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Earth Planets Space, Vol. 64 (No. 12), pp. 1189-1198, 2012
doi:10.5047/eps.2012.04.011

Variability of megathrust earthquakes in the world revealed by the 2011 Tohoku-oki Earthquake

Junji Koyama, Kazunori Yoshizawa, Kiyoshi Yomogida, and Motohiro Tsuzuki

Earth and Planetary Dynamics, Graduate School of Science, Hokkaido University, Sapporo 060-0810, Japan

(Received January 10, 2012; Revised April 10, 2012; Accepted April 27, 2012; Online published January 28, 2013)

Abstract: The seismicity of the Pacific coast of Tohoku, Japan, has been investigated in detail and characterized into regional seismic segments. The 2011 megathrust earthquake of Mw 9.0 on 11 March ruptured almost all of the segments in that area, causing devastating tsunamis. The prime factor that had not been recognized before is the double segmentation along the Japan trench: The apparent absence of earthquakes in the trench-ward segments as opposed to the Japan Island-ward segments that have repeated smaller earthquakes. We term this pattern of seismic activity 'along-dip double segmentation (ADDS)'. The 2011 Tohoku megathrust earthquake is typical of a class of great earthquakes different from that of the 1960 Chile earthquake, in which a young and buoyant plate is subducting rapidly under the continental plate. In the 1960 Chile case, the seismic activity is characterized by 'along-strike single segmentation (ASSS)', where there is weak seismic activity before the main event all over the plate interface of the subduction zone. We study the greatest earthquakes around the world and find that there is a variety of megathrust earthquakes characterized by ASSS to ADDS, where the 2004 Sumatra-Andaman, the 1960 Chile, the 1964 Alaska and the 2011 Tohoku-oki earthquakes are typical end-members.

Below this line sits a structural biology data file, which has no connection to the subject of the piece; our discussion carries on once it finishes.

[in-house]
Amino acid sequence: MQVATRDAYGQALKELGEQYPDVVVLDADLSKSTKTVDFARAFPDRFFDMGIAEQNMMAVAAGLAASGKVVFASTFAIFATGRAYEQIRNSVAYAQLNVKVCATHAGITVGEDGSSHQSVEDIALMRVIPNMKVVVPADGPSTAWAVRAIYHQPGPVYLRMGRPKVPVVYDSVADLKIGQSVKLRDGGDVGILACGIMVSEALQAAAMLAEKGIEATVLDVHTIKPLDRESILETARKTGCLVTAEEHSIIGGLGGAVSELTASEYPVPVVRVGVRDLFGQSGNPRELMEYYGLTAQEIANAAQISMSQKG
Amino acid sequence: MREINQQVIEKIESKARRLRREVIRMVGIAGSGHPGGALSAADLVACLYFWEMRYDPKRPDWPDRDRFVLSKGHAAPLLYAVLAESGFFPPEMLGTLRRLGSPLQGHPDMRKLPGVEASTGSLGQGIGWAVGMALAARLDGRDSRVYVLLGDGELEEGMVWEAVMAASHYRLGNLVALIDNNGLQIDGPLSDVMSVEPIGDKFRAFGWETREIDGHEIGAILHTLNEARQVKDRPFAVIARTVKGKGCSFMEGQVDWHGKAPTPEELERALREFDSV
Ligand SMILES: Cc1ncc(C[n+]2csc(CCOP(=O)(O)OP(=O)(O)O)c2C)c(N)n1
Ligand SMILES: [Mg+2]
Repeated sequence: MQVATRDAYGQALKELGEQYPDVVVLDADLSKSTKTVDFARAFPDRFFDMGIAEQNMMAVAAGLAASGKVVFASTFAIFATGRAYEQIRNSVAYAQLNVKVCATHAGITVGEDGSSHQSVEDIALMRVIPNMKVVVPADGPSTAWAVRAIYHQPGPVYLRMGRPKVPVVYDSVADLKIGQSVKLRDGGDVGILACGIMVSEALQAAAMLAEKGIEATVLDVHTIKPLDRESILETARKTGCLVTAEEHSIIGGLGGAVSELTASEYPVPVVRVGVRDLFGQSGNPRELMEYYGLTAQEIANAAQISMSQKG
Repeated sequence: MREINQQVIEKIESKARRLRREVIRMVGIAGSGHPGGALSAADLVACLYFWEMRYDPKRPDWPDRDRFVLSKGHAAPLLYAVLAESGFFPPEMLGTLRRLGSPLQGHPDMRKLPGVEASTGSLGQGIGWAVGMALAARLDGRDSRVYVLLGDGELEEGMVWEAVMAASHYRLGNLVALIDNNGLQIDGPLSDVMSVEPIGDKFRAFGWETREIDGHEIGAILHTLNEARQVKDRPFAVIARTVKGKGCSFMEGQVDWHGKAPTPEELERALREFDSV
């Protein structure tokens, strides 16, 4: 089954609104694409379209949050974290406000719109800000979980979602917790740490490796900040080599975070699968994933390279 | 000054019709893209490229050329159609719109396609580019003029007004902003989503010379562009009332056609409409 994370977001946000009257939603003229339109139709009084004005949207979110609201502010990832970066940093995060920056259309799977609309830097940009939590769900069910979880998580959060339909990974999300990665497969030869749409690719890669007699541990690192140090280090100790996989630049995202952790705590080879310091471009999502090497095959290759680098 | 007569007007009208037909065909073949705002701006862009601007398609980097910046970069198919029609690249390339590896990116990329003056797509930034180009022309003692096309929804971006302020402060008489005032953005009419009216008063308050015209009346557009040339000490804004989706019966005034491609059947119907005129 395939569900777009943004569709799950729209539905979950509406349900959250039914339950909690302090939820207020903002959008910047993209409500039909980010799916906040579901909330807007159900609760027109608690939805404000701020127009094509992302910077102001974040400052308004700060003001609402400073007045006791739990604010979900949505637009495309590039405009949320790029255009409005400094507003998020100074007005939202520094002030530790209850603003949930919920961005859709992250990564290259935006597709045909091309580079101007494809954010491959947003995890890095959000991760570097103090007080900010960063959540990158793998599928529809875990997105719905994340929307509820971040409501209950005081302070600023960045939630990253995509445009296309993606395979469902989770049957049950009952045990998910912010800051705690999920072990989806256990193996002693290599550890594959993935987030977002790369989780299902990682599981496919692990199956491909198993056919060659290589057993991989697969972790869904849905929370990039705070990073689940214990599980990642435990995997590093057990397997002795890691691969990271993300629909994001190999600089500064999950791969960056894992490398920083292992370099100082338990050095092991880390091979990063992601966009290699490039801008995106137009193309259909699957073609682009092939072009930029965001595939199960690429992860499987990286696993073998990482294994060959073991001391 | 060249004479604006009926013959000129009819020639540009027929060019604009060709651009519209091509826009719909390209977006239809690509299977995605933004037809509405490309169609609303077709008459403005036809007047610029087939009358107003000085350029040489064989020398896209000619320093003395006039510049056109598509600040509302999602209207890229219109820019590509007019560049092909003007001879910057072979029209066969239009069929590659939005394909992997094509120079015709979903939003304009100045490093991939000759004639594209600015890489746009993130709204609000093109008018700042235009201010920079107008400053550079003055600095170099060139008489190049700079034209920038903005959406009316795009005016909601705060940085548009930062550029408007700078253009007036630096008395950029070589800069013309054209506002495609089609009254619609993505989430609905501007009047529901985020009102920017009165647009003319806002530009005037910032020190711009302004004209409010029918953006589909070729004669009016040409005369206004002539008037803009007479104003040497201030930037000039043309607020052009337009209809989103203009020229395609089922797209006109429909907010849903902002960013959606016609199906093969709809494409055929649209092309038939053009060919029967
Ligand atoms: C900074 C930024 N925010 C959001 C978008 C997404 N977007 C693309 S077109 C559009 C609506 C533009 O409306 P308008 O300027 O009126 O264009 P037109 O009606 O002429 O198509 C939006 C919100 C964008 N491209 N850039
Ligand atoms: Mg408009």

Key words: Megathrust earthquake, along-dip double segmentation, along-strike single segmentation, 2011 Tohoku, 1964 Alaska, 1960 Chile, 2004 Sumatra-Andaman, multiple segments.


Corresponding author E-mail: koyama@mail.sci.hokudai.ac.jp


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